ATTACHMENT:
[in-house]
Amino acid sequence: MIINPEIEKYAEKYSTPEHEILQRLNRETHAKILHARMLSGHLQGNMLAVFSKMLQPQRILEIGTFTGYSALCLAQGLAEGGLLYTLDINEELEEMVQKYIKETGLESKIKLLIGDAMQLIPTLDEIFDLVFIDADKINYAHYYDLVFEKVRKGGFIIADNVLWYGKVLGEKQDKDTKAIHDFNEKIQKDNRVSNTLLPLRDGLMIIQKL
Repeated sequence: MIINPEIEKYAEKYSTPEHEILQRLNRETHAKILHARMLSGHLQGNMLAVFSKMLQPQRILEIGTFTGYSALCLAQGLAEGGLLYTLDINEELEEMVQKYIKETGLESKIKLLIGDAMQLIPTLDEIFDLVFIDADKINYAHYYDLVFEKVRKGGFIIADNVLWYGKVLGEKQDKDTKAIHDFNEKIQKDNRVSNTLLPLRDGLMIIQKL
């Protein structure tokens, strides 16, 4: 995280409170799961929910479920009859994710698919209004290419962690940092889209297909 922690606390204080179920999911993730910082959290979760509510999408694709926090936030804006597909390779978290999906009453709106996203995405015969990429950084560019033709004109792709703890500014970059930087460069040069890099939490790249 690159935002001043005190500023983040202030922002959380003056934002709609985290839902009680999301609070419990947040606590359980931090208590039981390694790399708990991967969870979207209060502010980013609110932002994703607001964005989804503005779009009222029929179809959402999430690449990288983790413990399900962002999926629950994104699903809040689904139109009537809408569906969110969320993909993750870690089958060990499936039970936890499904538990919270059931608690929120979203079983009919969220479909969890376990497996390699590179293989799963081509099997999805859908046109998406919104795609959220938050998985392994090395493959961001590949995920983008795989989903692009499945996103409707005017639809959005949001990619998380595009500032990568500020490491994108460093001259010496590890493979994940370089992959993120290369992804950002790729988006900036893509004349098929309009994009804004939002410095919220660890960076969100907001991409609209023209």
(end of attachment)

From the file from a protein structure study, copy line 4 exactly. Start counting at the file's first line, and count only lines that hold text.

């Protein structure tokens, strides 16, 4: 995280409170799961929910479920009859994710698919209004290419962690940092889209297909 922690606390204080179920999911993730910082959290979760509510999408694709926090936030804006597909390779978290999906009453709106996203995405015969990429950084560019033709004109792709703890500014970059930087460069040069890099939490790249 690159935002001043005190500023983040202030922002959380003056934002709609985290839902009680999301609070419990947040606590359980931090208590039981390694790399708990991967969870979207209060502010980013609110932002994703607001964005989804503005779009009222029929179809959402999430690449990288983790413990399900962002999926629950994104699903809040689904139109009537809408569906969110969320993909993750870690089958060990499936039970936890499904538990919270059931608690929120979203079983009919969220479909969890376990497996390699590179293989799963081509099997999805859908046109998406919104795609959220938050998985392994090395493959961001590949995920983008795989989903692009499945996103409707005017639809959005949001990619998380595009500032990568500020490491994108460093001259010496590890493979994940370089992959993120290369992804950002790729988006900036893509004349098929309009994009804004939002410095919220660890960076969100907001991409609209023209």